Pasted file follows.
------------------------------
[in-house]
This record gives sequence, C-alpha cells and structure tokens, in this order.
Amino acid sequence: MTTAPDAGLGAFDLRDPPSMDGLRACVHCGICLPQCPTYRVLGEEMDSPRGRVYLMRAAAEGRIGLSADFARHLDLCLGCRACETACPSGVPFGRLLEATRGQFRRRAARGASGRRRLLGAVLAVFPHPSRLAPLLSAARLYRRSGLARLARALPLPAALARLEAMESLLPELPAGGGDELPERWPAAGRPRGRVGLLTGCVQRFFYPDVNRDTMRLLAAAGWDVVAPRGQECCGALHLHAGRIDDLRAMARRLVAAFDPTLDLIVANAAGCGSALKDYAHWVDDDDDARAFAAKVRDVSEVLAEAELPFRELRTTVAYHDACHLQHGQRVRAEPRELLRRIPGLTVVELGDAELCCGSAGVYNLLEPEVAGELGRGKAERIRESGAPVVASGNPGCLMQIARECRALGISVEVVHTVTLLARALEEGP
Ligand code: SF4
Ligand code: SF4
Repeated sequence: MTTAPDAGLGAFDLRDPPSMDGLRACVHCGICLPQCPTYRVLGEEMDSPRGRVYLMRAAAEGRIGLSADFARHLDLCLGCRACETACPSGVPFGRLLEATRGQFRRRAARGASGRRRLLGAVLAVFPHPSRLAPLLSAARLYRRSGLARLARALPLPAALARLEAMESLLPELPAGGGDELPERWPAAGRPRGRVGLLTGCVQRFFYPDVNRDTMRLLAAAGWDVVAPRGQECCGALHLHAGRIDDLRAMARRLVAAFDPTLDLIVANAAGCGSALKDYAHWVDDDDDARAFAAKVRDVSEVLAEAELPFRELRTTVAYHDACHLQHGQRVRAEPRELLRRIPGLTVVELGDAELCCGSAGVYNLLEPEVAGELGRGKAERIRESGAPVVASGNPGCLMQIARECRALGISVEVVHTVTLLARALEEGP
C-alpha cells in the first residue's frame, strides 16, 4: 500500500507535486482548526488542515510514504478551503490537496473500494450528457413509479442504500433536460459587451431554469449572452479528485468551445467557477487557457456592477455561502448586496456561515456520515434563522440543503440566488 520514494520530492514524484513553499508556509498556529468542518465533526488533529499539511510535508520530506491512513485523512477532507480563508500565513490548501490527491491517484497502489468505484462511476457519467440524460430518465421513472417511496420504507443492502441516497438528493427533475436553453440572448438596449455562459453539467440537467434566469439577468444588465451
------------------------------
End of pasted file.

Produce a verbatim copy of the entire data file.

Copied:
[in-house]
This record gives sequence, C-alpha cells and structure tokens, in this order.
Amino acid sequence: MTTAPDAGLGAFDLRDPPSMDGLRACVHCGICLPQCPTYRVLGEEMDSPRGRVYLMRAAAEGRIGLSADFARHLDLCLGCRACETACPSGVPFGRLLEATRGQFRRRAARGASGRRRLLGAVLAVFPHPSRLAPLLSAARLYRRSGLARLARALPLPAALARLEAMESLLPELPAGGGDELPERWPAAGRPRGRVGLLTGCVQRFFYPDVNRDTMRLLAAAGWDVVAPRGQECCGALHLHAGRIDDLRAMARRLVAAFDPTLDLIVANAAGCGSALKDYAHWVDDDDDARAFAAKVRDVSEVLAEAELPFRELRTTVAYHDACHLQHGQRVRAEPRELLRRIPGLTVVELGDAELCCGSAGVYNLLEPEVAGELGRGKAERIRESGAPVVASGNPGCLMQIARECRALGISVEVVHTVTLLARALEEGP
Ligand code: SF4
Ligand code: SF4
Repeated sequence: MTTAPDAGLGAFDLRDPPSMDGLRACVHCGICLPQCPTYRVLGEEMDSPRGRVYLMRAAAEGRIGLSADFARHLDLCLGCRACETACPSGVPFGRLLEATRGQFRRRAARGASGRRRLLGAVLAVFPHPSRLAPLLSAARLYRRSGLARLARALPLPAALARLEAMESLLPELPAGGGDELPERWPAAGRPRGRVGLLTGCVQRFFYPDVNRDTMRLLAAAGWDVVAPRGQECCGALHLHAGRIDDLRAMARRLVAAFDPTLDLIVANAAGCGSALKDYAHWVDDDDDARAFAAKVRDVSEVLAEAELPFRELRTTVAYHDACHLQHGQRVRAEPRELLRRIPGLTVVELGDAELCCGSAGVYNLLEPEVAGELGRGKAERIRESGAPVVASGNPGCLMQIARECRALGISVEVVHTVTLLARALEEGP
C-alpha cells in the first residue's frame, strides 16, 4: 500500500507535486482548526488542515510514504478551503490537496473500494450528457413509479442504500433536460459587451431554469449572452479528485468551445467557477487557457456592477455561502448586496456561515456520515434563522440543503440566488 520514494520530492514524484513553499508556509498556529468542518465533526488533529499539511510535508520530506491512513485523512477532507480563508500565513490548501490527491491517484497502489468505484462511476457519467440524460430518465421513472417511496420504507443492502441516497438528493427533475436553453440572448438596449455562459453539467440537467434566469439577468444588465451